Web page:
Faith in alternatives to IBORs is not sufficient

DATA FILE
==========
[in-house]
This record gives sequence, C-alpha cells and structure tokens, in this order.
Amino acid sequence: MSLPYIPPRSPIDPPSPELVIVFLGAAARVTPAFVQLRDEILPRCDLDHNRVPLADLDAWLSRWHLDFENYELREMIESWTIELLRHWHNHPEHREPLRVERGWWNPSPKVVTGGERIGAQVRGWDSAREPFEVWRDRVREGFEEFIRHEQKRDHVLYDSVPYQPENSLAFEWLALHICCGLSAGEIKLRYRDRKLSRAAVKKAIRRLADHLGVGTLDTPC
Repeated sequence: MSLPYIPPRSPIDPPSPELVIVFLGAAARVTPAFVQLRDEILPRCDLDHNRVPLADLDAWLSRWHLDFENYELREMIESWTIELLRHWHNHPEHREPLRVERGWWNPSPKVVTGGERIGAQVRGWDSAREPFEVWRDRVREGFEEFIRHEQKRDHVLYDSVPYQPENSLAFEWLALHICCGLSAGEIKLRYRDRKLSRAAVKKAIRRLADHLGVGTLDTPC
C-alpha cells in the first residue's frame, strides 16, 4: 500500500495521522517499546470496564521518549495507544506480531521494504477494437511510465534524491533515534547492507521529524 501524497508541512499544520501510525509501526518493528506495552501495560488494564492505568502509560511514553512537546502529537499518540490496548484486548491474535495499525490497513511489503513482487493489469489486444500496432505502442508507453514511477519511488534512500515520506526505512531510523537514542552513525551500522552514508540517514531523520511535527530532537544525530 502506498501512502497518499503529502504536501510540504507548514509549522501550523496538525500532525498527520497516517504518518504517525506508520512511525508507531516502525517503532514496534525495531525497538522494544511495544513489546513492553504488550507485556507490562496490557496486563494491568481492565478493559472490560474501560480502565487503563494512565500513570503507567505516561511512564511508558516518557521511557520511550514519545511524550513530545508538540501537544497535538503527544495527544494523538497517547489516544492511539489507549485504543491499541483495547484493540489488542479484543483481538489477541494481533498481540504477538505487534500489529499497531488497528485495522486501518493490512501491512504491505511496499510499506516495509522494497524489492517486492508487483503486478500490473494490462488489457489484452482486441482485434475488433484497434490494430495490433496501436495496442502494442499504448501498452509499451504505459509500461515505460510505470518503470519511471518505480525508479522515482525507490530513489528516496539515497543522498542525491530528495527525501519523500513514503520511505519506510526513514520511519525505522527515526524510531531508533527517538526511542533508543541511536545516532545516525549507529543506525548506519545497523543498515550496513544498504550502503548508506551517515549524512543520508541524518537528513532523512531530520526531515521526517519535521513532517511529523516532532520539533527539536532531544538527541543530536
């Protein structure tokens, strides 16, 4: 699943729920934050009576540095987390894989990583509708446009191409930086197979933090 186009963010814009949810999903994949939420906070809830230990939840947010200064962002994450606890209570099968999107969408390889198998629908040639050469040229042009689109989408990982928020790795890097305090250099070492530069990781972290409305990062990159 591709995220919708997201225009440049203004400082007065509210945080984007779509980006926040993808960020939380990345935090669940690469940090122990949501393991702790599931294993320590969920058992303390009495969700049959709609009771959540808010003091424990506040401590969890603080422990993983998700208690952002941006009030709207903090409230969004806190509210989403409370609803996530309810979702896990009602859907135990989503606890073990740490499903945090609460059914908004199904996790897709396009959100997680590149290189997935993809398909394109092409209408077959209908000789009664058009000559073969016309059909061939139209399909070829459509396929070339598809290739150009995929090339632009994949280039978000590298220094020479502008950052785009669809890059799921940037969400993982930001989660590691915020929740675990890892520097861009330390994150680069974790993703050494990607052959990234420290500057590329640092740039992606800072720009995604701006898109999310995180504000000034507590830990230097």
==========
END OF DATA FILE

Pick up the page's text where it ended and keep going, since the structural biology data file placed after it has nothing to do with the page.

The risk management process in institutions requires that the consequences of the discontinuation of reference interest rates be taken into account in strategy and risk planning. Faith cannot be placed in any assumption that the expiring IBORs can be directly replaced by alternative benchmarks. In any event, no viable alternatives to the IBORs have emerged as yet. The efforts of the Financial Stability Board (FSB) to this end and its currency working groups are still at square one. The first publication of the ESTER (Euro Short-Term Rate), the new reference interest rate currently preferred for the Eurozone, is not expected before the fourth quarter of 2019. It will not be clear whether the ESTER or other so-called Risk-Free Rates (RFRs), such as the US Secured Overnight Financing Rate (SOFR) or the British Sterling Overnight Index Average (SONIA), will actually replace the IBORs until such time as the market refers its financial products in sufficient number and volume to these – new – reference interest rates. This is not a foregone conclusion. This view is taken as a result of the many differences between the current IBORs and RFRs. One notable problem is that the relatively short reference period of only one night for RFRs does not adequately reflect the market situation for medium-term and long-term loans and financial products. A complete replacement of the IBORs will only be possible if alternative reference interest rates for the different maturities are also formed for the different currency zones (term structures).